2 John Wayne Gacy’s Artwork
John Wayne Gacy, the Killer Clown, tortured and murdered 33 young men between 1972 and 1978. Everyone thinks Pennywise the Clown from Stephen King’s It is pretty scary, but fiction will never compare to the real-life horror of John Wayne Gacy. And his artwork is just as odd as the man himself.
In 2011, 17 years after his execution in 1994, the Arts Factory gallery in Las Vegas exhibited some of his artwork under the title “Multiples: The Artwork of John Wayne Gacy.” The artwork—all of which was painted during Gacy’s time on death row—included portraits of Elvis, the Seven Dwarfs, Hitler, and Charles Manson. They were offered for sale for between $2,000 and $12,000. The gallery announced that they would give a percentage of the proceedings from the sales to the National Center for Victims of Crime. However, the Victims of Crime organization refused to take the money.
You can view examples of his work, including various creepy clown pictures and a Mickey Mouse sketch, on the official Multiples website. Some collectors even famously bought up a large number of the paintings simply to burn them, arguing that the entire exercise was disrespectful to the victims and their families.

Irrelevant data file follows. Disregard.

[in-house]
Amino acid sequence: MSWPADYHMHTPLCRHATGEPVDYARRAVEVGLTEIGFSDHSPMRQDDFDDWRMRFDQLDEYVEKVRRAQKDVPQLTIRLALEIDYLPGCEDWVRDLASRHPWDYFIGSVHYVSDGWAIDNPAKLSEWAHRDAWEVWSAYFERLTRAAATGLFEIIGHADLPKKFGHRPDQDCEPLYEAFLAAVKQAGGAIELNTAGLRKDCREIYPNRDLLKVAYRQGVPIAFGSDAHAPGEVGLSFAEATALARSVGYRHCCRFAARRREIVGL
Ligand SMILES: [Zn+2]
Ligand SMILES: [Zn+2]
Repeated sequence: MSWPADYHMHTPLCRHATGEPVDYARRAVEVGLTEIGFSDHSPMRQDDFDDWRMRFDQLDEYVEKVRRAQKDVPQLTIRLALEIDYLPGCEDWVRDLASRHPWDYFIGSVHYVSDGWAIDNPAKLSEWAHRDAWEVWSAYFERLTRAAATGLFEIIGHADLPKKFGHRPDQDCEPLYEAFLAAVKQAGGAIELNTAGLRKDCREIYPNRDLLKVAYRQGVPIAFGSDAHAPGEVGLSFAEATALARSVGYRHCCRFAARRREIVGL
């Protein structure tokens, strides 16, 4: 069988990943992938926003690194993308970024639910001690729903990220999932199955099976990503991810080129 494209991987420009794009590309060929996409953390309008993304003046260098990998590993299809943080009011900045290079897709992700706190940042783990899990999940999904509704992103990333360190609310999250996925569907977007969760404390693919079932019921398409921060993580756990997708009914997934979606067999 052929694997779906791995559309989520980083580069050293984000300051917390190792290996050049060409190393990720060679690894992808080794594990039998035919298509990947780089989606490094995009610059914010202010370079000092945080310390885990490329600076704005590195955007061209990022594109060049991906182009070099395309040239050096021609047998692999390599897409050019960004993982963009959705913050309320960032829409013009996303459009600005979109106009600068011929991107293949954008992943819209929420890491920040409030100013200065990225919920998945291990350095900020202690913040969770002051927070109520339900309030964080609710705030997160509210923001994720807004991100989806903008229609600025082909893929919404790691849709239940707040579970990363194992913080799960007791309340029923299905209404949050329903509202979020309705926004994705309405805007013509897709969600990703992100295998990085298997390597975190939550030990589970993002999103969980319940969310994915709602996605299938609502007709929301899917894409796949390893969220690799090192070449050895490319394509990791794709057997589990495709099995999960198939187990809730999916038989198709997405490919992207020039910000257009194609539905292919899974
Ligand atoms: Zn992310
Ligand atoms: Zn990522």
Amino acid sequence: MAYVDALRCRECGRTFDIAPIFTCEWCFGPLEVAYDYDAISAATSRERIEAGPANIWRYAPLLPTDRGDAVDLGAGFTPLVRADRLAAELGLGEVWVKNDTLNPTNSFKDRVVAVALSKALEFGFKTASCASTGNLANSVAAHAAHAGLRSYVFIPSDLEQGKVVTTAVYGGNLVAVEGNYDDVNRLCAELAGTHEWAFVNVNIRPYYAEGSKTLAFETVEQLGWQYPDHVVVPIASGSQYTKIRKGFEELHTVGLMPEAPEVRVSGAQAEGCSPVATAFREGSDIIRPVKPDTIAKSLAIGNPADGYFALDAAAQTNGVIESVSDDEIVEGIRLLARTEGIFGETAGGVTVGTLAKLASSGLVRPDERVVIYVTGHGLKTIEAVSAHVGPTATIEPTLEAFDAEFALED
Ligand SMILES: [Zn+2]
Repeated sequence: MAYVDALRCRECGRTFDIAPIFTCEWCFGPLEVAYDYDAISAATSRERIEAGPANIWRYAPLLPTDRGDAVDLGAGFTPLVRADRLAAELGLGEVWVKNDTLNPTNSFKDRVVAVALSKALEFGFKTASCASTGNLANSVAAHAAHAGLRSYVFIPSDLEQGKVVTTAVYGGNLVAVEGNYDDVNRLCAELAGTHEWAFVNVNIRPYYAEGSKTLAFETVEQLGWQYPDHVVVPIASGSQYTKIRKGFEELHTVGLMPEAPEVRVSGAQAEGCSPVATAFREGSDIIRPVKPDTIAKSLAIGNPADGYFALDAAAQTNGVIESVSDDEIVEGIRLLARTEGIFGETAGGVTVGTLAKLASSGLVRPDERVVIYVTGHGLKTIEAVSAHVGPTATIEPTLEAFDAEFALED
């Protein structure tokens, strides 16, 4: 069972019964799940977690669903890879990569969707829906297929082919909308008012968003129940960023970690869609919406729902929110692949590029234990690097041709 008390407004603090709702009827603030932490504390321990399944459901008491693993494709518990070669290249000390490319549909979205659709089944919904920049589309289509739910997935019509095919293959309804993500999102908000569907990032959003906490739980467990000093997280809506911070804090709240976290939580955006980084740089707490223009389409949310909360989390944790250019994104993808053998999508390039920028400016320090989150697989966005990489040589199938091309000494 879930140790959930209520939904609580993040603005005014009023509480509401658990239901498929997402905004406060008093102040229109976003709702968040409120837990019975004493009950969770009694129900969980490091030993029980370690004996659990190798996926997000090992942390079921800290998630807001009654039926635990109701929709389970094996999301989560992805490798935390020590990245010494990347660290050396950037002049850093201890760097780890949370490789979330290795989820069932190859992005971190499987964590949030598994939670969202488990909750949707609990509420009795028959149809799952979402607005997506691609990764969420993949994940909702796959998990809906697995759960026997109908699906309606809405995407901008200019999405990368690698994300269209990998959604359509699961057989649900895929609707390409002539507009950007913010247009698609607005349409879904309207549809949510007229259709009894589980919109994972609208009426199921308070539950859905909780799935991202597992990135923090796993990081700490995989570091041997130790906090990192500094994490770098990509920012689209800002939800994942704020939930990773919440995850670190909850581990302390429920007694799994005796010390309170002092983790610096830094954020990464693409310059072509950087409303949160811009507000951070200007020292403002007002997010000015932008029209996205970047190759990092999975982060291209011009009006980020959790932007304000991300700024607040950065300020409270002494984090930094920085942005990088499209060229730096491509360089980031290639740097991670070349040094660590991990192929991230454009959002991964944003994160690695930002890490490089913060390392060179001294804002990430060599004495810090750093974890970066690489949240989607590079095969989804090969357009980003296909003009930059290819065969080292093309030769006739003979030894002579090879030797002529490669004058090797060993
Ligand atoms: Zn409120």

1 The Unabomber’s Typewriter
The items left behind by Ted Kaczynski when he was arrested in 1996 make up the most high-profile murderabilia auction to date. The items on sale in the 2011 online auction included: Kaczynski’s hoodie, sunglasses, Smith Corona typewriter, hand-bowed wood saw, letters to his Aunt Frida, and his infamous handwritten manifesto.
Known as the Unabomber, Kaczynski’s mail bombs killed three people and injured over 20 between 1978 and 1995. Unlike so many of the items on this list that have been sold purely for profiteering purposes, the funds raised from the Unabomber auction were passed on to the victims’ families. The hoodie and aviator sunglasses out-sold all the other items, going for well over $20,000, and the handwritten manifesto sold for over $17,000.
The manifesto is one of the most amazing documents in modern times because Kaczynski demanded it be published in The Washington Post, the New York Times, and Penthouse in 1995 with the ultimatum that he would kill again if it went unpublished. But as a result of the publication, his brother, David Kaczynski, told the police that he thought his brother could be the Unabomber. Less than a year later, Kaczynski was arrested and charged.